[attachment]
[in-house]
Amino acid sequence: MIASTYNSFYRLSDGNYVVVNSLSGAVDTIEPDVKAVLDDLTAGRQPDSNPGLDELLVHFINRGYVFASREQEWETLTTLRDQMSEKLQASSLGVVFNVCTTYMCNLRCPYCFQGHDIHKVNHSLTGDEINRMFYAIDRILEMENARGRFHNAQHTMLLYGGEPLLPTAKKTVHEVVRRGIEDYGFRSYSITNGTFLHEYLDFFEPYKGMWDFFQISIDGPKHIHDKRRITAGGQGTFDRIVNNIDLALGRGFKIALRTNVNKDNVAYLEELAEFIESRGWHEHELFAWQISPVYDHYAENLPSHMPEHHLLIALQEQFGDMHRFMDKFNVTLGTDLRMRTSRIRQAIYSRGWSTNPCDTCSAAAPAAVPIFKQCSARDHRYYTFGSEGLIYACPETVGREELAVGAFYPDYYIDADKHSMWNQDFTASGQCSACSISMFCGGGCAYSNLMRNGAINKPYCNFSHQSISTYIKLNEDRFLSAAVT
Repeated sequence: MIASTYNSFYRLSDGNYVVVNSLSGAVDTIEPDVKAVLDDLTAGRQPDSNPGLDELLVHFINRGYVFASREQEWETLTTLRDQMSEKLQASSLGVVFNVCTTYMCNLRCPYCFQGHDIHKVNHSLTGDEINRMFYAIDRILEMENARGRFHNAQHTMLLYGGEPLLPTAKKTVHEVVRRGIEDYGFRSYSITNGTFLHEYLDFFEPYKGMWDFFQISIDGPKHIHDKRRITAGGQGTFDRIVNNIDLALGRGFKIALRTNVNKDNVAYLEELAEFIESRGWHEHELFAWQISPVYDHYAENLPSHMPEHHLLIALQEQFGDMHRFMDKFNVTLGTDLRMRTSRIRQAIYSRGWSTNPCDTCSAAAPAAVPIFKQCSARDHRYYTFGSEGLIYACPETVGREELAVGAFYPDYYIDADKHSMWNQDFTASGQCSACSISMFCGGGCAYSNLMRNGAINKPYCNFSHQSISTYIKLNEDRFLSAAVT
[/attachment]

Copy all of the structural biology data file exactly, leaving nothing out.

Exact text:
[in-house]
Amino acid sequence: MIASTYNSFYRLSDGNYVVVNSLSGAVDTIEPDVKAVLDDLTAGRQPDSNPGLDELLVHFINRGYVFASREQEWETLTTLRDQMSEKLQASSLGVVFNVCTTYMCNLRCPYCFQGHDIHKVNHSLTGDEINRMFYAIDRILEMENARGRFHNAQHTMLLYGGEPLLPTAKKTVHEVVRRGIEDYGFRSYSITNGTFLHEYLDFFEPYKGMWDFFQISIDGPKHIHDKRRITAGGQGTFDRIVNNIDLALGRGFKIALRTNVNKDNVAYLEELAEFIESRGWHEHELFAWQISPVYDHYAENLPSHMPEHHLLIALQEQFGDMHRFMDKFNVTLGTDLRMRTSRIRQAIYSRGWSTNPCDTCSAAAPAAVPIFKQCSARDHRYYTFGSEGLIYACPETVGREELAVGAFYPDYYIDADKHSMWNQDFTASGQCSACSISMFCGGGCAYSNLMRNGAINKPYCNFSHQSISTYIKLNEDRFLSAAVT
Repeated sequence: MIASTYNSFYRLSDGNYVVVNSLSGAVDTIEPDVKAVLDDLTAGRQPDSNPGLDELLVHFINRGYVFASREQEWETLTTLRDQMSEKLQASSLGVVFNVCTTYMCNLRCPYCFQGHDIHKVNHSLTGDEINRMFYAIDRILEMENARGRFHNAQHTMLLYGGEPLLPTAKKTVHEVVRRGIEDYGFRSYSITNGTFLHEYLDFFEPYKGMWDFFQISIDGPKHIHDKRRITAGGQGTFDRIVNNIDLALGRGFKIALRTNVNKDNVAYLEELAEFIESRGWHEHELFAWQISPVYDHYAENLPSHMPEHHLLIALQEQFGDMHRFMDKFNVTLGTDLRMRTSRIRQAIYSRGWSTNPCDTCSAAAPAAVPIFKQCSARDHRYYTFGSEGLIYACPETVGREELAVGAFYPDYYIDADKHSMWNQDFTASGQCSACSISMFCGGGCAYSNLMRNGAINKPYCNFSHQSISTYIKLNEDRFLSAAVT